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Figure 2: Figure showing echocardiographic findings of biventricular hypertrophy with marked interventricular septal hypertrophy with significant reduction in volume of ventricular cavity, features suggestive of hypertrophic cardiomyopathy

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Figure 3: Figure showing echocardiographic fi ndings of resolution of the hypertrophy at the age of 4 months

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  Discussion Top


Diabetes in pregnancy usually results in an increased risk of fetal, neonatal, and long term complications in the newborn with most important complication being diabetic embryopathy resulting in numerous congenital anomalies. Maternal diabetes is of many types like pregestational (i.e., type 1 or type 2 diabetes which is being diagnosed before conception) or gestational (i.e., diabetes diagnosed during pregnancy). [1] The fetal outcome is usually related to the age of onset and duration of glucose intolerance during pregnancy and severity of the mother's diabetes. The various fetal complications seen are listed in [Table 1]. [2],[3],[4]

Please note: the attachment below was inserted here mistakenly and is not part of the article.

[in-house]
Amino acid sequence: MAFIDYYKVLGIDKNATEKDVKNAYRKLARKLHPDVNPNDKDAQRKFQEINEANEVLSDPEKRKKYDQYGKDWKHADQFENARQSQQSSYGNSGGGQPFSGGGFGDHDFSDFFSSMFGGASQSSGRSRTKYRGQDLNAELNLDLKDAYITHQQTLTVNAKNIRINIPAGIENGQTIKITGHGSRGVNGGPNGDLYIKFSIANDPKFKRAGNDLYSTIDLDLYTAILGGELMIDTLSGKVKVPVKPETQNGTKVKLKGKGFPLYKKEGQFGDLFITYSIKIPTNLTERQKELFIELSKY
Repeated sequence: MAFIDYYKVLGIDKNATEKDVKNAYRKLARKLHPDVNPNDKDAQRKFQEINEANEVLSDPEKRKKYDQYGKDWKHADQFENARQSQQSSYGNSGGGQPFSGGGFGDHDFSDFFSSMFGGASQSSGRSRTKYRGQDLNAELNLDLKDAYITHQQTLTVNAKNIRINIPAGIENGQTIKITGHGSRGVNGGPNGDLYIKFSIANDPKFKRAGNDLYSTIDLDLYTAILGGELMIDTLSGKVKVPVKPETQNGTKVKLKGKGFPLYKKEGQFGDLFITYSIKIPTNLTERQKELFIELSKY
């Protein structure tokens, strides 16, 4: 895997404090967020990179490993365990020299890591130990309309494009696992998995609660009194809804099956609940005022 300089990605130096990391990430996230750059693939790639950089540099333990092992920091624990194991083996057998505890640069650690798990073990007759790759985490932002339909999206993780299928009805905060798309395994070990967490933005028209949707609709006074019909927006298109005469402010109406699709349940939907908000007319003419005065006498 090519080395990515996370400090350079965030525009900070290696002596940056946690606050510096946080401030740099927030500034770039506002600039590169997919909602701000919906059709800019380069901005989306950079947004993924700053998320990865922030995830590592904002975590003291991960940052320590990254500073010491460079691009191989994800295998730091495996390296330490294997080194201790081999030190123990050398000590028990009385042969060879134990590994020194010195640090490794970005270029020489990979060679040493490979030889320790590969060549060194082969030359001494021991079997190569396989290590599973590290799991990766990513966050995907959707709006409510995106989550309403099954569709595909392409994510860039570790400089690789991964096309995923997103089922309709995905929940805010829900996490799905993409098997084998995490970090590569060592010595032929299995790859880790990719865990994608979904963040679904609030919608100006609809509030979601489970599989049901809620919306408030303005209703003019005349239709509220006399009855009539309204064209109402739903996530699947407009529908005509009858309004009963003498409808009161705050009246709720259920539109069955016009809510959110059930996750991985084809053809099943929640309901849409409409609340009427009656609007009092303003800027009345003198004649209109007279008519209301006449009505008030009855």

Table 1: Various fetal complication in diabetic mother

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The various neonatal complications in offspring of diabetic mothers are enlisted in [Table 2]. [5],[6],[7]]
Table 2: Various neonatal complication in infant of diabetic mother